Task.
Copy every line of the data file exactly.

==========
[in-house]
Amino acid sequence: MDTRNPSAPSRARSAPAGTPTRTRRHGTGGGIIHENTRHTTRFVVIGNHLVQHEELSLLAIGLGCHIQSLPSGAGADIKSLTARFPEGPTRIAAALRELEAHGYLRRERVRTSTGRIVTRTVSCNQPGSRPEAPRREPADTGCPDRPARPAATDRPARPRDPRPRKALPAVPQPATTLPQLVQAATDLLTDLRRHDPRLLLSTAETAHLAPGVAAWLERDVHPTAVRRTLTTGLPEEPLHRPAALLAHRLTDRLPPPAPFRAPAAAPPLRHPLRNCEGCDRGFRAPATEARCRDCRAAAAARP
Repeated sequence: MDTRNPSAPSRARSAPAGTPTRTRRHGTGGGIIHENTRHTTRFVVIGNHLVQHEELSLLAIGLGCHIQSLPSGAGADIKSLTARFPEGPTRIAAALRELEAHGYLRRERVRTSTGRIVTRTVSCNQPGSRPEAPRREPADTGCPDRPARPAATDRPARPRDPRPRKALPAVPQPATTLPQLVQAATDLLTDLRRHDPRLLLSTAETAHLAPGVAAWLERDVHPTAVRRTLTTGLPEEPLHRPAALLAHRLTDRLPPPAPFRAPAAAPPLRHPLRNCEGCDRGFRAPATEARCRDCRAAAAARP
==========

[in-house]
Amino acid sequence: MDTRNPSAPSRARSAPAGTPTRTRRHGTGGGIIHENTRHTTRFVVIGNHLVQHEELSLLAIGLGCHIQSLPSGAGADIKSLTARFPEGPTRIAAALRELEAHGYLRRERVRTSTGRIVTRTVSCNQPGSRPEAPRREPADTGCPDRPARPAATDRPARPRDPRPRKALPAVPQPATTLPQLVQAATDLLTDLRRHDPRLLLSTAETAHLAPGVAAWLERDVHPTAVRRTLTTGLPEEPLHRPAALLAHRLTDRLPPPAPFRAPAAAPPLRHPLRNCEGCDRGFRAPATEARCRDCRAAAAARP
Repeated sequence: MDTRNPSAPSRARSAPAGTPTRTRRHGTGGGIIHENTRHTTRFVVIGNHLVQHEELSLLAIGLGCHIQSLPSGAGADIKSLTARFPEGPTRIAAALRELEAHGYLRRERVRTSTGRIVTRTVSCNQPGSRPEAPRREPADTGCPDRPARPAATDRPARPRDPRPRKALPAVPQPATTLPQLVQAATDLLTDLRRHDPRLLLSTAETAHLAPGVAAWLERDVHPTAVRRTLTTGLPEEPLHRPAALLAHRLTDRLPPPAPFRAPAAAPPLRHPLRNCEGCDRGFRAPATEARCRDCRAAAAARP